On June 21, 1956, Francis Russell recorded the following exchange with Reuven Shiloah, who had recently returned to Washington following consultations in Israel:
1. There will be no change in Israel policy [Shiloah stated] as a result of the resignation of Mr Sharett as Foreign Minister and the assumption of that post by Mrs Myerson. He said that the difference in temperament between Ben Gurion and Sharett had for a long time caused more or less strained relations between the two and that for various reasons the situation had just now come to the breaking point. I told Shiloah that nevertheless the departure of Sharett at this time was bound to cause disquiet in many quarters over the extent to which IDF influence in the Israeli Foreign Office would increase. Shiloah said that Sharett's inability to obtain arms from the West, particularly the United States, and other failures of his policy had weakened his position. I said that it must be obvious to the I[srael] G[overnment] that the major part of Israel's difficulties stemmed not from the Sharett policies but from those for which Ben Gurion was responsible. I said that I had not much contact with Mrs Myerson when I was in Israel but the one or two experiences I had were not reassuring.
SOURCE: FRUS 1955-1957 XV, doc.405.
On July 3, Eban was more colorful in offering Assistant Secretary of State George Allen the following personal impressions of Sharett's resignation:
[Eban] said it had been entirely at the insistence of Ben Gurion, who had "suddenly woke up one morning and decided to get rid of Sharett." Eban compared it to a couple who had been living together for forty years and suddenly decide to divorce. Ben Gurion and Sharett have quarrelled over various matters for many years but nothing whatsoever has happened to worsen their relationship. He declared that no policy question whatever was involved in the resignation and that it was purely a personal clash. Eban emphasized that any speculation that Israel might now go over to a preventive war was entirely incorrect. He said that the resignation had caused very considerable internal turmoil in Israel, which has no written constitution and no basis for judging whether Ben Gurion was legally justified in requesting Sharett's resignation. . . . Ben Gurion's tendency toward dictatorial methods have [sic.] apparently increased with age.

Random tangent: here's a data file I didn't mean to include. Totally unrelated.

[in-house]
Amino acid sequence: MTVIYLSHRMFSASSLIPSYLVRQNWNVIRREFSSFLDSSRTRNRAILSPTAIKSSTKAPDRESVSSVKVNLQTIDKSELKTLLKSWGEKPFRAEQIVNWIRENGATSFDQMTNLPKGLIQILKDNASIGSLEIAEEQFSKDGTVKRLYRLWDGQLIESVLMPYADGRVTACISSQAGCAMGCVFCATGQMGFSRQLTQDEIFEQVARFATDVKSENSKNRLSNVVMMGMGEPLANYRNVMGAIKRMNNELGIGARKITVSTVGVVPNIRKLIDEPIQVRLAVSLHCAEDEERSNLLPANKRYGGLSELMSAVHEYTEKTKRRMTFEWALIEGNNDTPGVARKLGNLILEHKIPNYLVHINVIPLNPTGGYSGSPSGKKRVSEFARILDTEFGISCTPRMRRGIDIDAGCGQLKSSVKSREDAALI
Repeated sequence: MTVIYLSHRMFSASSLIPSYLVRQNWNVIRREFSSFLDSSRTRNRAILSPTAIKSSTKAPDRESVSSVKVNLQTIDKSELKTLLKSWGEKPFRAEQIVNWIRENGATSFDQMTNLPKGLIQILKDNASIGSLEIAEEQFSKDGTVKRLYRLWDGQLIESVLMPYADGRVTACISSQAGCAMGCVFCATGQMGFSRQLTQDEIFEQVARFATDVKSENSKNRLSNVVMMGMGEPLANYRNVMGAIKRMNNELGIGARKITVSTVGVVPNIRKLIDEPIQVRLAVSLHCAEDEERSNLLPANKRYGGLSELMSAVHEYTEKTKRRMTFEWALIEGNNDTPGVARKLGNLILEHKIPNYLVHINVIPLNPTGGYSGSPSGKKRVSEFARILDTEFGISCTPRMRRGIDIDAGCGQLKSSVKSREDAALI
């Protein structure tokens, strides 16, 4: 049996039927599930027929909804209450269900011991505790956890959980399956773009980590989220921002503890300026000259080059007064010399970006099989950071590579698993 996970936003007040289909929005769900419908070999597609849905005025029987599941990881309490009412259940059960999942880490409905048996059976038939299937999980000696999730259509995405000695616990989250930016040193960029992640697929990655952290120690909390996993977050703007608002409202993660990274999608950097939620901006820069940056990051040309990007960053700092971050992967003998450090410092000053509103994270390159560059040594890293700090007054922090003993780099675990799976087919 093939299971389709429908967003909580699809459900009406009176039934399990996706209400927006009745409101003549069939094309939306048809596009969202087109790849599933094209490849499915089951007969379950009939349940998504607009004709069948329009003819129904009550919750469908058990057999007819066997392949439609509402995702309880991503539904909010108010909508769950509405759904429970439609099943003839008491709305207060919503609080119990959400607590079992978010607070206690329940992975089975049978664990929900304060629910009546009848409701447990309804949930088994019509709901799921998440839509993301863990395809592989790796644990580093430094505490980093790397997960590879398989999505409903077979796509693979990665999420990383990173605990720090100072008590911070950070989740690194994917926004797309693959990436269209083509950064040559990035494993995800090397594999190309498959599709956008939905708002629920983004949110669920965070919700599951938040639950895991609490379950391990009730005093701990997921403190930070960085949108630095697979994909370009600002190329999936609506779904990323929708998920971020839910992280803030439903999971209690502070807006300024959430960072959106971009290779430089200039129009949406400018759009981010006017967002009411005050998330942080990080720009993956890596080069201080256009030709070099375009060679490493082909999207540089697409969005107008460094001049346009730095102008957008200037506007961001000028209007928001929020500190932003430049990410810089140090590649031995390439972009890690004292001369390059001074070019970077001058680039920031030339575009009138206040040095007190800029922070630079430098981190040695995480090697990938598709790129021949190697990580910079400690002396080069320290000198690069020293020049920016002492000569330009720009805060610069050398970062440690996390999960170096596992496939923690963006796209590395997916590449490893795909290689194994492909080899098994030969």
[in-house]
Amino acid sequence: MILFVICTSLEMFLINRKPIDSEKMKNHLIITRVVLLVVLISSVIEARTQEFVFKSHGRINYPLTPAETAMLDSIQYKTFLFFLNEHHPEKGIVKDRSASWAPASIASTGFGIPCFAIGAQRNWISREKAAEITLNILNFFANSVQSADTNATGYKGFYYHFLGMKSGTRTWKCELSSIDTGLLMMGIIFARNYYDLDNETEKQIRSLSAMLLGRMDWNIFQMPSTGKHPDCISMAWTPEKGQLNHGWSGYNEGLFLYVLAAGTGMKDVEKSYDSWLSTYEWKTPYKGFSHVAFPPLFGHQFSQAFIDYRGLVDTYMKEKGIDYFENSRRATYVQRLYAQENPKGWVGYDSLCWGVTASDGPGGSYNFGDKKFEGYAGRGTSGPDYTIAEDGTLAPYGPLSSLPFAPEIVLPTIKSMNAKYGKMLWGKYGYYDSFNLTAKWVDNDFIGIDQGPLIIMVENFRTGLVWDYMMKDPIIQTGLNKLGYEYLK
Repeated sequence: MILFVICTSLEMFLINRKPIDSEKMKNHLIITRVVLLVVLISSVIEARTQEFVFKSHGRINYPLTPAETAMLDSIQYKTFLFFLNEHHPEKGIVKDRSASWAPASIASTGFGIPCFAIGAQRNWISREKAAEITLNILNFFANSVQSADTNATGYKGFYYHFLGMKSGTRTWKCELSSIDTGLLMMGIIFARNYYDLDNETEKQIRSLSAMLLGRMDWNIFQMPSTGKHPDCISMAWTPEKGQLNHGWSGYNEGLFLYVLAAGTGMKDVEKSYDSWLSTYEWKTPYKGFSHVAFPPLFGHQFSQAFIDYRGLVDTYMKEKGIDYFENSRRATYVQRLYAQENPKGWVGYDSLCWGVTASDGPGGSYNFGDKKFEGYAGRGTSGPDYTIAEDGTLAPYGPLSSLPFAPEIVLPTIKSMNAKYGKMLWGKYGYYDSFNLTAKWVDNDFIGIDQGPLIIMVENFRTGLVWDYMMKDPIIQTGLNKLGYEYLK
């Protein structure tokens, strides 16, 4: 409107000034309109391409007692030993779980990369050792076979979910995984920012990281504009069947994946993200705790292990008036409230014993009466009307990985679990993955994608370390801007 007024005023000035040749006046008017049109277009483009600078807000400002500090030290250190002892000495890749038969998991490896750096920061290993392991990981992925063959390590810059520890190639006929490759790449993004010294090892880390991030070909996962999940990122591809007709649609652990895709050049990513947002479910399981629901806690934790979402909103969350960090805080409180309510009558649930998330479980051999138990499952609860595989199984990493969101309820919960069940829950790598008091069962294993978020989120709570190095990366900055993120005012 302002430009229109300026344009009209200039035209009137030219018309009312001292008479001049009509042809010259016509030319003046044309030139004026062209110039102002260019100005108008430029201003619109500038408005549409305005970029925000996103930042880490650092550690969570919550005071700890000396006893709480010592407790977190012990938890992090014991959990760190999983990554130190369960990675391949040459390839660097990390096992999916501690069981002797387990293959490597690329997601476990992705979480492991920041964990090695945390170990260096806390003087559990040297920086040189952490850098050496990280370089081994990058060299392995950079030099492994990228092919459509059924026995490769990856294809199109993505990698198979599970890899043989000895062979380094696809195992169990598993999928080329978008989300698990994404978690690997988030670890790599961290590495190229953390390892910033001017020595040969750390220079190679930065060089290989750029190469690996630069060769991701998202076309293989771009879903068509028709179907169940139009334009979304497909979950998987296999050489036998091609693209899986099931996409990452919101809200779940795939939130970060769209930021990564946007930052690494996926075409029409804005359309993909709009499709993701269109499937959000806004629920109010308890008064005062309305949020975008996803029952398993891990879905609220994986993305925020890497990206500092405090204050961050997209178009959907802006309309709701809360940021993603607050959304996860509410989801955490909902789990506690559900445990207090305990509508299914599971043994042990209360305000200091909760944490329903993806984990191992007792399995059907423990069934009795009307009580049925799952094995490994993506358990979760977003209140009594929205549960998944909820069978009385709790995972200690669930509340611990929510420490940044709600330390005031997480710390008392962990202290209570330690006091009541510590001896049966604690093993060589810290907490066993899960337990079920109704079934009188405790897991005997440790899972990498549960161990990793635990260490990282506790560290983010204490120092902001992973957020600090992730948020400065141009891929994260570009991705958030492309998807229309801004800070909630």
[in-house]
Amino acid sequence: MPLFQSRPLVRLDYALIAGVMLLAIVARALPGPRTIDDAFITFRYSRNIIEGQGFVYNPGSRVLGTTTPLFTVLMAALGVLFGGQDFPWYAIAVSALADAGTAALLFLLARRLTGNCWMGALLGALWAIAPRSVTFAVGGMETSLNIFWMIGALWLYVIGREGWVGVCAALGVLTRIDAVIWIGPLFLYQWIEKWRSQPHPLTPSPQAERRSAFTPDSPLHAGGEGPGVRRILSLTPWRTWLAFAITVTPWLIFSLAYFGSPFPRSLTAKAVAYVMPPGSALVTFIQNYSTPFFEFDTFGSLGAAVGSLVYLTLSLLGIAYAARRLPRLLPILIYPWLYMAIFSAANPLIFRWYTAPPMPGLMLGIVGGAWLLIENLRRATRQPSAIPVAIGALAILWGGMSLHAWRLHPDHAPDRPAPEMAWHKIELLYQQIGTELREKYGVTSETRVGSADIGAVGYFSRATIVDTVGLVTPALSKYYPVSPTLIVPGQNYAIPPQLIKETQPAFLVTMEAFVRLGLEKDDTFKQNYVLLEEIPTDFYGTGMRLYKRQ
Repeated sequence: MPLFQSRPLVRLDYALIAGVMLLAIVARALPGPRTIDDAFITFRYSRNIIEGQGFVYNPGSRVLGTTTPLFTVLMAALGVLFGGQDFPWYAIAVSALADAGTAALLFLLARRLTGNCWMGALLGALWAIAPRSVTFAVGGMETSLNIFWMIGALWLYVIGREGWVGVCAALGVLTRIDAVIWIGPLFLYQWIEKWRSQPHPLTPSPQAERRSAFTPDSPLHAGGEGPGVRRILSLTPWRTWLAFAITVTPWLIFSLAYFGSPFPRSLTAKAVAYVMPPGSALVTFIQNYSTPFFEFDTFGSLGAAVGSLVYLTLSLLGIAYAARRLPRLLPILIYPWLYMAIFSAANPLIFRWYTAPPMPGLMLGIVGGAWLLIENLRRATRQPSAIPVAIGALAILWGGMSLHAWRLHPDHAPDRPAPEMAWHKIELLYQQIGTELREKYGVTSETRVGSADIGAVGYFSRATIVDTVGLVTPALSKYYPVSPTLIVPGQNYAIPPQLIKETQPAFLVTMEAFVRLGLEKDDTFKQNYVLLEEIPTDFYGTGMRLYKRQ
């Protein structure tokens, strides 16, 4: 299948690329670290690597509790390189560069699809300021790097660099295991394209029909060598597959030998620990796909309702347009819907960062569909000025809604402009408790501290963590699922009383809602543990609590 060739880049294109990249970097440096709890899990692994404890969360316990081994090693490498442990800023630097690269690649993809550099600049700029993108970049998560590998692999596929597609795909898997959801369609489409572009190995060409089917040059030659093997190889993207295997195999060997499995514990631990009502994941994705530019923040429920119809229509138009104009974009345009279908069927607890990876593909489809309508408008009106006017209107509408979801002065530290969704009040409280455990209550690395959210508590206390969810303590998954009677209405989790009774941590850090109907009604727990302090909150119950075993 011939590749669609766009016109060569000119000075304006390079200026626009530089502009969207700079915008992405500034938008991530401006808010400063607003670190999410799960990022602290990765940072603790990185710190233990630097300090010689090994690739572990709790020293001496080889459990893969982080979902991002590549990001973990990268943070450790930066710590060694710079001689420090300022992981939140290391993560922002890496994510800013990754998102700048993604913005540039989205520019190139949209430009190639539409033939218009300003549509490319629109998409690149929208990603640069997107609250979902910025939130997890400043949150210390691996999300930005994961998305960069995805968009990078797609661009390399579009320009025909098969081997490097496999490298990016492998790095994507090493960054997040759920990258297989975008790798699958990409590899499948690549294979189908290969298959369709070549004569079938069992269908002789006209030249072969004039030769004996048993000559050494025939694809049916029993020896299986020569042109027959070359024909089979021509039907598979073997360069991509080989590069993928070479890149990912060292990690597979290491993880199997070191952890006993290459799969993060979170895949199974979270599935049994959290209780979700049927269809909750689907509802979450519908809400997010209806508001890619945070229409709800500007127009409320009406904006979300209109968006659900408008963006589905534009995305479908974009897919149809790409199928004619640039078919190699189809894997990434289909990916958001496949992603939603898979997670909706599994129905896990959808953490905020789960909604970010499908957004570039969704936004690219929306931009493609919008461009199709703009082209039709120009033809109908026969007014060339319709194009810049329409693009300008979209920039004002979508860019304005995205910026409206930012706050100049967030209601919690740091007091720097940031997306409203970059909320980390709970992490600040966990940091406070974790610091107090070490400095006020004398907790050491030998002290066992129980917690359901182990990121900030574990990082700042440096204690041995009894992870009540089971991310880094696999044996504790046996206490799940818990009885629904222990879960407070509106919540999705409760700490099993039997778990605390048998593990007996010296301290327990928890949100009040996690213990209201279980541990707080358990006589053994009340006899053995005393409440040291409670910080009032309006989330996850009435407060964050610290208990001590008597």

SOURCE: Allen, memorandum of Conversation with Eban, July 3, 1956, FRUS 1955-1957 XV, doc.420.
On June 22, the U.K.'s permanent representative at the United Nations, Sir Bob Pierson Dixon, while assessing the chances of Dag Hammarskjöld's next moves to de-escalate Middle East tensions, wrote to the Foreign Office as follows:
"One reason why the Arabs are still so excited and unreasonable is, I am sure, that the Israelis have behaved so provocatively in the past. With Sharett gone, there may be a real risk of the Israelis ruining the Secretary-General's chances by statements or actions designed to infuriate the Arabs."
SOURCE: Pierson Dixon to Shuckburgh, secret despatch 1071/539/56, June 22, 1956, TNA FO371/121743 VR1074/360G.
James M. Ludlow of the Statue Department's United Nations office noted, in a June 29 conversation with Shimshon Arad, First Secretary at Israel's Washington Embassy:
"I said I was sorry to see Mr Sharett leave his post. Despite all the difficulties and differences of opinion which might have occurred between the United States and Israel, Mr Sharett had represented a degree of caution and moderation which was essential if there were ever to be any peace and stability in the Near East. [- - -] I felt that in Israel's and our interests it was of real importance at this stage of the game that nothing be done to upset a perhaps uneasy but nonetheless calm which prevailed in the area. From Israel's point of view there was everything to gain and nothing to lose by avoiding any untoward difficulties or incidents."
SOURCE: FRUS 1955-1957 XV, doc.415.
In his report to the 290th meeting of the National Security Council (July 12), U.S. Secretary of State John Foster Dulles stated that tensions
"had increased considerably [in the past 2-3 weeks] in part because of the alarm that General Burns had created in the minds of the governing group in Jordan. Moreover, the Arab governments were worried about the change in the Israeli government and the departure of Sharett, whom they considered a comparative moderate."
SOURCE: FRUS 1955-1957 XV, doc.446.